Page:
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Re: comments on "shrinkwrap"
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In message <Pine.NEB.3.95q.970827001228.244Afirstname.lastname@example.org>, Markku-Juha
ni Saarinen writes:
>o it looks like this protocol is for "reduction servers", systems
> that will do chain reduction for the client. Why can't the client
> do it itself ? Or is the server supposed to sign the result cert ?
> (the draft doesn't say anything about signing)
Because the server/verifier has to:
a) verify the sequence of certificates itself
b) issue the "collapsed" certificate
> I guess that I could use this protocol to ask the target machine
> to reduce a cert chain for me. If I want to do business with the target
> machine again, I could give this reduced cert (sort of a "token") and
> this would speed things up. Is this correct ?
Yes, that's right.
> This is guesswork; the draft should clearly specify the purpose and
> scope of the protocol.
Our first intention was to use this protocol in IPsec (the reason is
explained). However, you *could* (and it may be that in this function
it'll be used more often) use it to get reduced certs as a way of
loading the client's certificate cache.
>o How can the client be sure that the result cert is actually the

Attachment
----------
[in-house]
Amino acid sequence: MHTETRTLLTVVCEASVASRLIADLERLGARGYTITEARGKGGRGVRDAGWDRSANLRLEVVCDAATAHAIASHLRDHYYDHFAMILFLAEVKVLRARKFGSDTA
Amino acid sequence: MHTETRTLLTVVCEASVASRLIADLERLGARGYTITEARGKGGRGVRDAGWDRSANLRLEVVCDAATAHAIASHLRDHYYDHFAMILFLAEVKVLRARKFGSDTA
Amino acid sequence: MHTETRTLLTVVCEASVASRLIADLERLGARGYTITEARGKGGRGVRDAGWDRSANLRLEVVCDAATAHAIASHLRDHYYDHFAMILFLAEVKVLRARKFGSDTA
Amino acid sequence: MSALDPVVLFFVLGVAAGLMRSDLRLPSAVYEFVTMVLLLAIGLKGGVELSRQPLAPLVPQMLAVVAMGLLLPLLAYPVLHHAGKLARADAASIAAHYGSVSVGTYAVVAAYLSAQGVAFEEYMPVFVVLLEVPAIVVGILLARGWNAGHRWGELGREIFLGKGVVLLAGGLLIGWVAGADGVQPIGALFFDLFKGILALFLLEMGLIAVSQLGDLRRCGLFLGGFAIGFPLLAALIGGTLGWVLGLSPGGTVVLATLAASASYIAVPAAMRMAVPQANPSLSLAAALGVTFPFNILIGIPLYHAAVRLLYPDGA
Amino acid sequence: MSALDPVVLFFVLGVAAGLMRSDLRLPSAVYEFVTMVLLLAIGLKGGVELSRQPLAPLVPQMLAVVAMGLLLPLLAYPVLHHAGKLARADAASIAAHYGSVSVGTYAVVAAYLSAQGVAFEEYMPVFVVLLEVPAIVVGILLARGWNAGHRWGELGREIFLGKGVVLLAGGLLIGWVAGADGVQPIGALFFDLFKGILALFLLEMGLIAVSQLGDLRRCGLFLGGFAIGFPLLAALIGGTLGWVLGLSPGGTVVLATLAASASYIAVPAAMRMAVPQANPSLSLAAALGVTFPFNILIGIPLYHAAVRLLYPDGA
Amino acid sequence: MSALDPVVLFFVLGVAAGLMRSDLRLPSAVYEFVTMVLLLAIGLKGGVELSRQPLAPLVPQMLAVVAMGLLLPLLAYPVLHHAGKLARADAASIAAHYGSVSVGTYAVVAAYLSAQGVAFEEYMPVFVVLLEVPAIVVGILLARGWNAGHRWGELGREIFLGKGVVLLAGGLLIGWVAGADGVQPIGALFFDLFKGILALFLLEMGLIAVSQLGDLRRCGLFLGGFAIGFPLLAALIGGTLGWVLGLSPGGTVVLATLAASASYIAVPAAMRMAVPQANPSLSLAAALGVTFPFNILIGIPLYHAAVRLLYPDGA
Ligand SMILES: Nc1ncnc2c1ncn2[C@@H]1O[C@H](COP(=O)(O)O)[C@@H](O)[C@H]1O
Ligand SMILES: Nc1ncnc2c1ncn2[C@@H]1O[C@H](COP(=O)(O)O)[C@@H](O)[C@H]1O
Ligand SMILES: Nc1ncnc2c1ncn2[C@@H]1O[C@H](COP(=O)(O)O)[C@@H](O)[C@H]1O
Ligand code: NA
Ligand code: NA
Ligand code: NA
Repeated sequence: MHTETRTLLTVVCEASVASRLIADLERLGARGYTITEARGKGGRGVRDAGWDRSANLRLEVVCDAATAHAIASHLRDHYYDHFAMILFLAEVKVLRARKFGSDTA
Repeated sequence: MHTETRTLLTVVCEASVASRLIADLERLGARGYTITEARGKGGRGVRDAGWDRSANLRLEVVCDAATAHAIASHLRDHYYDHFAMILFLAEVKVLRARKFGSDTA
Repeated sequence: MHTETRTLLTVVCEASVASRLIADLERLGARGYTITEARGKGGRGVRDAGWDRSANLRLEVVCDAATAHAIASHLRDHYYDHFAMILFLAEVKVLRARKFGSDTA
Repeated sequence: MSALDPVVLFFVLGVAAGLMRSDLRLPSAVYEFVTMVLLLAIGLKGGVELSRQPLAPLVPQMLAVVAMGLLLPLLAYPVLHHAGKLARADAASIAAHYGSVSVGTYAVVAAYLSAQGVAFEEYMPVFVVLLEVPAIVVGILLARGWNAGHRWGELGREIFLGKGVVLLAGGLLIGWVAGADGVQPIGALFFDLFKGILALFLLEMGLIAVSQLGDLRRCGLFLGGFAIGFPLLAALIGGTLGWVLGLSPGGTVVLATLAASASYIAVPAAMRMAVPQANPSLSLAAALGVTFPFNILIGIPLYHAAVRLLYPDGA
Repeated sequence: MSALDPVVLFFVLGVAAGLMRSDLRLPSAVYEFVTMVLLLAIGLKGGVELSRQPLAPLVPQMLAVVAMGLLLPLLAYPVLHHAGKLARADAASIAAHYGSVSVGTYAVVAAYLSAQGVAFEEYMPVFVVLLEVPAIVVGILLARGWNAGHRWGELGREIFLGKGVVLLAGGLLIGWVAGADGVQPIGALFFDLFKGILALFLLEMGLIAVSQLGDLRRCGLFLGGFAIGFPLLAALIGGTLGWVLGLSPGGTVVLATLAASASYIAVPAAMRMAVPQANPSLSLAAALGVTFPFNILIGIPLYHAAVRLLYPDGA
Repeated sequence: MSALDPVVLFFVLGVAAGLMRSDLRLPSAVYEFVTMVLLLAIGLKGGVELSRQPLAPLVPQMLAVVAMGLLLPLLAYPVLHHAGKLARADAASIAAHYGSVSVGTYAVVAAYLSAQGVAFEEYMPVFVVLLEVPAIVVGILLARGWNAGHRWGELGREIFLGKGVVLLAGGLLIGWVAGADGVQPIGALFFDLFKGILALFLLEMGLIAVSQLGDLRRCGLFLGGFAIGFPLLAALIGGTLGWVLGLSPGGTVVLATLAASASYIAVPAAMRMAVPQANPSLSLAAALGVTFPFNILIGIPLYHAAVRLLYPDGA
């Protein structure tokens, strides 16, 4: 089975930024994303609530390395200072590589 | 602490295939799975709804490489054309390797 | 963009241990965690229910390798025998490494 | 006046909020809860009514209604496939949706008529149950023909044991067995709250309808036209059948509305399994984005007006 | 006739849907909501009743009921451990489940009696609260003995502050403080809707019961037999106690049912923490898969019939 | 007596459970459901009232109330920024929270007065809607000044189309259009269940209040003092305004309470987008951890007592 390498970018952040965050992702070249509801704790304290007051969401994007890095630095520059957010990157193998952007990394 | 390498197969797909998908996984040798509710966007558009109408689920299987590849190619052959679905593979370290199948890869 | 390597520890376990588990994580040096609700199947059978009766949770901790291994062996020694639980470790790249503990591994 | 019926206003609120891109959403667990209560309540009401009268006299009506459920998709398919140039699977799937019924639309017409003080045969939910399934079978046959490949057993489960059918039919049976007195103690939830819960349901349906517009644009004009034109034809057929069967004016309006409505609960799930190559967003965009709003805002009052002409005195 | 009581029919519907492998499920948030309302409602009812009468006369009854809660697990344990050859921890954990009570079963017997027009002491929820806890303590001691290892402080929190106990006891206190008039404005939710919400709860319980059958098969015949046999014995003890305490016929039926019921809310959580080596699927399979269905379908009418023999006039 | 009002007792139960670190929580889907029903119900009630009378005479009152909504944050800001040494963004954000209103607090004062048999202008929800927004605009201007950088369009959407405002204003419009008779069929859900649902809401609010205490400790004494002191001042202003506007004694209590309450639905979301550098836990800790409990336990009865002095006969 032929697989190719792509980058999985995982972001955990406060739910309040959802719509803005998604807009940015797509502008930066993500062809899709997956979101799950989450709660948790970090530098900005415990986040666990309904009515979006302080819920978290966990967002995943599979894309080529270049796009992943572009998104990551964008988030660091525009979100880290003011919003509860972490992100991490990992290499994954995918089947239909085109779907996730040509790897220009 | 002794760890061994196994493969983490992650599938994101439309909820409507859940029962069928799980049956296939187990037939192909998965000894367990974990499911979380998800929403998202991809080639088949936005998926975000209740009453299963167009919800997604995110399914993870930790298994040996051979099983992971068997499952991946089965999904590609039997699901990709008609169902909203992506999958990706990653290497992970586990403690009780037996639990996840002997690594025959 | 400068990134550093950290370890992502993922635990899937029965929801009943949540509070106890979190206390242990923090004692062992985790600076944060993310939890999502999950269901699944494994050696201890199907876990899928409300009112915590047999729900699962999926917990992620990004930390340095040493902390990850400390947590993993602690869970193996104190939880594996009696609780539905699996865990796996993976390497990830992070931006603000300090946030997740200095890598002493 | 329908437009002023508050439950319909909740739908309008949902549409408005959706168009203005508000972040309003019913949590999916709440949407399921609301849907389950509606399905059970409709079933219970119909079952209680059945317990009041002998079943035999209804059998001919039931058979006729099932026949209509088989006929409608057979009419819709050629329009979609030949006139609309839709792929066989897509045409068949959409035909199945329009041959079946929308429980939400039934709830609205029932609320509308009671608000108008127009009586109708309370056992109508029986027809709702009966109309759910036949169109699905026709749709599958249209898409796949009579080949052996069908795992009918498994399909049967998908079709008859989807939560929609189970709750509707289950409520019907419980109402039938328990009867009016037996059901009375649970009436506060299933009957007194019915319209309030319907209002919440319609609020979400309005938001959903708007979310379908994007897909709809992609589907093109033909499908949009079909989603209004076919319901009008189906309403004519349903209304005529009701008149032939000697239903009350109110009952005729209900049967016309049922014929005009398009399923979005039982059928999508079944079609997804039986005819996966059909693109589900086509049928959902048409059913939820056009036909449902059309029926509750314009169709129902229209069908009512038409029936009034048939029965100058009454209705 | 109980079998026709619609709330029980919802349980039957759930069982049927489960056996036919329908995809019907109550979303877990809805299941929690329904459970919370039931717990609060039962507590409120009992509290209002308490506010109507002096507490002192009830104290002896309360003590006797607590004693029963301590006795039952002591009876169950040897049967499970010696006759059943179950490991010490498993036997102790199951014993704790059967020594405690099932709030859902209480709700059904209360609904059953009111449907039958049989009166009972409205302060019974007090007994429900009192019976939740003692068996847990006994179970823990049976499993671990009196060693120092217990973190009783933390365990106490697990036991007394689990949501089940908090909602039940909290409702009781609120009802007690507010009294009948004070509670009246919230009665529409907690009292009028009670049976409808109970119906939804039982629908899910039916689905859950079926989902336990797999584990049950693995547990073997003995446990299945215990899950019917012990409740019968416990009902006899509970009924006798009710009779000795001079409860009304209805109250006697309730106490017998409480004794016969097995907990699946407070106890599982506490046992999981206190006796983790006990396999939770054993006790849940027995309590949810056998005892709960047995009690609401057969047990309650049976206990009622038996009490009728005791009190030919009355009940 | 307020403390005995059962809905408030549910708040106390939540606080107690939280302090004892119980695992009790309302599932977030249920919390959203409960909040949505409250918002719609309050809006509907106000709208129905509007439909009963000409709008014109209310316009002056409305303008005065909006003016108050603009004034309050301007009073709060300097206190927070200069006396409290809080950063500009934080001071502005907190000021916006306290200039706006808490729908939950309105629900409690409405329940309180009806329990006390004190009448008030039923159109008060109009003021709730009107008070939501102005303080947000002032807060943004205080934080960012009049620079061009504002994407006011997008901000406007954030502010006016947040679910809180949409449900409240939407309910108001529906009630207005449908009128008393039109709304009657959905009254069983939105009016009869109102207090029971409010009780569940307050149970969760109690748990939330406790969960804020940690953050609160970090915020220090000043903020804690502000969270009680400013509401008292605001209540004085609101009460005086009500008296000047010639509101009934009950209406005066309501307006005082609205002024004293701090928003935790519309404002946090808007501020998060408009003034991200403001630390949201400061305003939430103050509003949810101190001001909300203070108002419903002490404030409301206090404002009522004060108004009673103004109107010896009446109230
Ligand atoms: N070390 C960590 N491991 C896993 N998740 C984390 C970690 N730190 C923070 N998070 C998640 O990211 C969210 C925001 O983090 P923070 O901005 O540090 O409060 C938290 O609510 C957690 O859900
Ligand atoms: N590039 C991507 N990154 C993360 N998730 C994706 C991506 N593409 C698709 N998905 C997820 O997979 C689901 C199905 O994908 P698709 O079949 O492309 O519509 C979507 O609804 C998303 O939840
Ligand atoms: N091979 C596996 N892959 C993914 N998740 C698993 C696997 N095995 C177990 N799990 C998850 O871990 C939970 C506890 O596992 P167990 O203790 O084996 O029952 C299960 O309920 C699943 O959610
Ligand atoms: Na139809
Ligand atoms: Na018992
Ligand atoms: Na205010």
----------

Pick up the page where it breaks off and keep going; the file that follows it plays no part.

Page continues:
> true reduced cert ? Reduction can be done in a number of ways
> that are effectively the same but look different.
The result certificate will be signed by the server/verifier. The
client can check the accompanying signature. If the server produced a
bad certificate, there's not much the client can do really. And of
course this holds for all ways of reducing a certificate chain in
> -> The attacker (possibly MIN) can insert syntactically valid but
> empty certs in the client -> server stream. The server will reduce
> these and produce an empty result cert, sign it, and send it back to
> the client. The client can't see that the cert is actually useless
> and won't get service. (and can't know why -- because the error
> messages are are not very informative)
Will the signatures of the empty certificates verify ? No.
Remember, all this server does is 5-tuple reduction (the one you know
and love), but doesn't actually make use of the result.
> Sounds useless. If the client gets this message, it can't know
> whether it should send the the same certificates again or not.
> (i.e. the message doesn't say if the server is temporarily out of
> resources or is the certificate chain just too big).
An error message means the chain was dropped, connection was closed,
no result will be given. The server will keep nothing from this
It may make sense to differentiate between temporary lack of resources
and chain too big, simply because an intelligent client could ask some
other server to do a reduction of part of the chain in the latter case.
> I'd suggest using english ASCII error messages (ftp-style perhaps).
I really dislike that kind of error messages. This is not an
interactive protocol. On the other hand, i can see uses for them.
Thanks for your comments.
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